I am so grateful for your attention to this very important detail all too many people experience in the hospital.  I have given this idea a lot of thought and wonder about the use of volunteers creating cloth/quilted bags from donated clothes. Often, volunteers create knitted blankets and hats for patents in hospitals and in hospice, we have volunteers who use donated clothing to create memory bears.  This could be a more personal and gentle way of remembering while our grief is our own, we are not alone in the experience of grief and many people are just waiting to find ways to be of support and make a difference.

Photo of Morgan Meinel
Team

Finlay Love , thank you so much for sharing this idea, and for your personal experience with your father's death. My sincerest condolences to you. Details such as these really do make such a difference for a person's loved one after they die. I am a hospice and palliative care nurse at Mount Sinai Hospital and many times we are responsible for the deceased patient's belongings - gathering them and placing them in an awful looking plastic bag. I honestly never considered how insensitive or strange such a bag may appear to the loved one...until now! And you're absolutely right.  

Have you considered a large box or bag with a nice floral pattern or neutral tone? Something warm and less unattractive? I wish there was a more pleasant way to deliver my patients belongings to their loved ones. My manager would definitely be on board with this idea.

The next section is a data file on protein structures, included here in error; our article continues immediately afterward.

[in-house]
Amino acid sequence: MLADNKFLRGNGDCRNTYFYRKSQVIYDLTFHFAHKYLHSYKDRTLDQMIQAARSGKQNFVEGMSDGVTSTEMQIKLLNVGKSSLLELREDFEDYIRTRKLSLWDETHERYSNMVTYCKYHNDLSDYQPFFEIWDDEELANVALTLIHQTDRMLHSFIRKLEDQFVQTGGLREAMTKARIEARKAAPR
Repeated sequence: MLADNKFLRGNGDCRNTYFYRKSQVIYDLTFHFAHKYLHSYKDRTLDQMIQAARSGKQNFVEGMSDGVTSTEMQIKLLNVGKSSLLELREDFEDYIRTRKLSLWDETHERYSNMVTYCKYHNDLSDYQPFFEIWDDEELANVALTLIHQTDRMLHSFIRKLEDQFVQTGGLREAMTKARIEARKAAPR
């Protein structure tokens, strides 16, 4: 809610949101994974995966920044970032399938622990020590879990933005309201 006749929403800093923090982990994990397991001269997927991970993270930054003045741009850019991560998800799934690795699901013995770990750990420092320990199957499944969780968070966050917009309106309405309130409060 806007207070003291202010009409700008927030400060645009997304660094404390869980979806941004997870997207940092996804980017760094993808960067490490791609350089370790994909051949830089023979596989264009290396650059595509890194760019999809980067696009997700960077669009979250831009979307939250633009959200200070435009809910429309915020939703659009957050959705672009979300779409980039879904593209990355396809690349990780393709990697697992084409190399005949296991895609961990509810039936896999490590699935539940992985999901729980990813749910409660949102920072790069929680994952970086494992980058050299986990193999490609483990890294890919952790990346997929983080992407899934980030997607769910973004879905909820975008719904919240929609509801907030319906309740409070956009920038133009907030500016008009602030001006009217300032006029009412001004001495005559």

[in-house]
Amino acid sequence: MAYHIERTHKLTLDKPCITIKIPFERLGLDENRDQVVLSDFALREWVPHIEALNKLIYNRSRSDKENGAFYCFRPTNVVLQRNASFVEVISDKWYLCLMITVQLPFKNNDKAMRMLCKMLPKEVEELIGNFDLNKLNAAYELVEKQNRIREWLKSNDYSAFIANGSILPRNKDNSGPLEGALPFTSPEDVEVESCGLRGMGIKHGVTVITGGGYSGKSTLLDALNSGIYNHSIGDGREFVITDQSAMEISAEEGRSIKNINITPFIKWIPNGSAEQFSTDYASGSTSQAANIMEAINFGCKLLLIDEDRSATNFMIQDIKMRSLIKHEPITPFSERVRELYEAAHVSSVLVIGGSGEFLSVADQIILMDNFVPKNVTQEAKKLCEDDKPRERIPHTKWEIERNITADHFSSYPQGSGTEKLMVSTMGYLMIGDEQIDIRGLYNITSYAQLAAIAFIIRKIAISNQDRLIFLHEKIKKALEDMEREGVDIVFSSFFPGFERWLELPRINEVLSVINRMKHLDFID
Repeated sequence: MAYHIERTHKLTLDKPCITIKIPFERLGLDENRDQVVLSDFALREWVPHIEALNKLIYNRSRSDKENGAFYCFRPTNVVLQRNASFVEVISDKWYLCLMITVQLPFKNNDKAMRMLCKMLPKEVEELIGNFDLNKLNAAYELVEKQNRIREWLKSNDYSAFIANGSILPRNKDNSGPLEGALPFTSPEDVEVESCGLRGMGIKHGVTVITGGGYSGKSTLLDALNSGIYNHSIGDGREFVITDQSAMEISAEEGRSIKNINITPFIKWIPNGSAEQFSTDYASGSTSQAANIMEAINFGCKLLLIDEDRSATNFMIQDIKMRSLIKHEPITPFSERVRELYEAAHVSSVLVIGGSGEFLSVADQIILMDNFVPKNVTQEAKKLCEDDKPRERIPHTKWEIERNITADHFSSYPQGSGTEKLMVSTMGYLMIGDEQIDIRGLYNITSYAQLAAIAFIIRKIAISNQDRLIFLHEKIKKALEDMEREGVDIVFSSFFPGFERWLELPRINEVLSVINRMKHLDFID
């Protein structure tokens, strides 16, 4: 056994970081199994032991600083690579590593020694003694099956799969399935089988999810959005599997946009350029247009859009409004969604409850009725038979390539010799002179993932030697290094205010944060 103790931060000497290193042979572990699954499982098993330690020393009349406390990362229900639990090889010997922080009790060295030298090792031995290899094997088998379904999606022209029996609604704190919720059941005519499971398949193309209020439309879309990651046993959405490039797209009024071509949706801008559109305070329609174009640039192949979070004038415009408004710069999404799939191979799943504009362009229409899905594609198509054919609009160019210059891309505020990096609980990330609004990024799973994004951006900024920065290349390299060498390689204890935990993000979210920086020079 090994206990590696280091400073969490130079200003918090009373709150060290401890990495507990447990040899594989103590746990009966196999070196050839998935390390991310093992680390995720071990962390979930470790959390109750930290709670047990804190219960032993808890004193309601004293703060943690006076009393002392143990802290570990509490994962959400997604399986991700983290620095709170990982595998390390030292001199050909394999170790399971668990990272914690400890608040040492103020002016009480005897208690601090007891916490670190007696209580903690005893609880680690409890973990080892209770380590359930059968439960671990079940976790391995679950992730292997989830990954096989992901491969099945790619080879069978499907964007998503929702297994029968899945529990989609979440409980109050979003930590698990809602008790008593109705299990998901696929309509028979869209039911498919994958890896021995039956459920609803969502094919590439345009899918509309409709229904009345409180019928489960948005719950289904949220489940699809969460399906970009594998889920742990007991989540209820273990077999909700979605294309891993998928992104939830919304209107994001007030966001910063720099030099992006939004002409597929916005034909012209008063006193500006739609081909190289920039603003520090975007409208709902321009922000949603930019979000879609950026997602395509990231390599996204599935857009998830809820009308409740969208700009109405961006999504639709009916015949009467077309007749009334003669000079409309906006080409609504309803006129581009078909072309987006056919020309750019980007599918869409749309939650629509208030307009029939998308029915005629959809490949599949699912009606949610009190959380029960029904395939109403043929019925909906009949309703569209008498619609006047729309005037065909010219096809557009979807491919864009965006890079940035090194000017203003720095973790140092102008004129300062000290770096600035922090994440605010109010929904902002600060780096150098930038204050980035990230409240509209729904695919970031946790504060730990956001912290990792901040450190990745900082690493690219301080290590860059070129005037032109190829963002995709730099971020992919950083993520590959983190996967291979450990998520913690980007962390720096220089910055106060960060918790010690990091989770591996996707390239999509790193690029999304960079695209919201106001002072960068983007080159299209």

Thanks again for your contribution! All the best :) 

Photo of Finlay Love
Team

Hi Ken, this idea as mentioned in my summary is a quick win which is relatively inexpensive to introduce. I am meeting with our main hospital, care home managers and local hospice where I will learn more about current practices of handing over personal possessions and I will try and influence them with this relatively simple initiative. This is really the easy part of the redesign process as I want to commission a rapid End of Life Multi discipline team that will work across the community and act as a first point of contact for patients and family to contact.

Photo of Shane Zhao
Team

Hi Finaly, here's a helpful tip: when posting a response, hit the Reply button directly below the comment that you're addressing. This way, Ken will get a notification when you post a reply to his comment. You may want to repost your reply to Ken by hitting the blue Reply button located on the lower left hand corner of his comment.

Photo of Noni Gachuhi
Team

Hello
Its a nice idea. Its amazing to realize how much of a difference these little things make at what is generally a very difficult time. 

Photo of Kate Rushton
Team

I am thinking of something like this:

http://www.packaginginnovation.com/eco-packaging/biodegradable-chocolate-packaging-eat-bar-grow-plant/

Photo of Kate Rushton
Team

The items could be returned in biodegradable packaging with seeds. You can then plant the packaging in soil afterwards and from their death comes new life. This could be poppy seeds, lavender etc 

Photo of Ken Rosenfeld
Team

Hi Finlay,  I really love your aubmission and appreciate your idea that aesthetics really do contribute to our sense of personhood and dignity.  Would be interested in brainstorming how such mundane hospital processes might become rituals that honor the deceased person.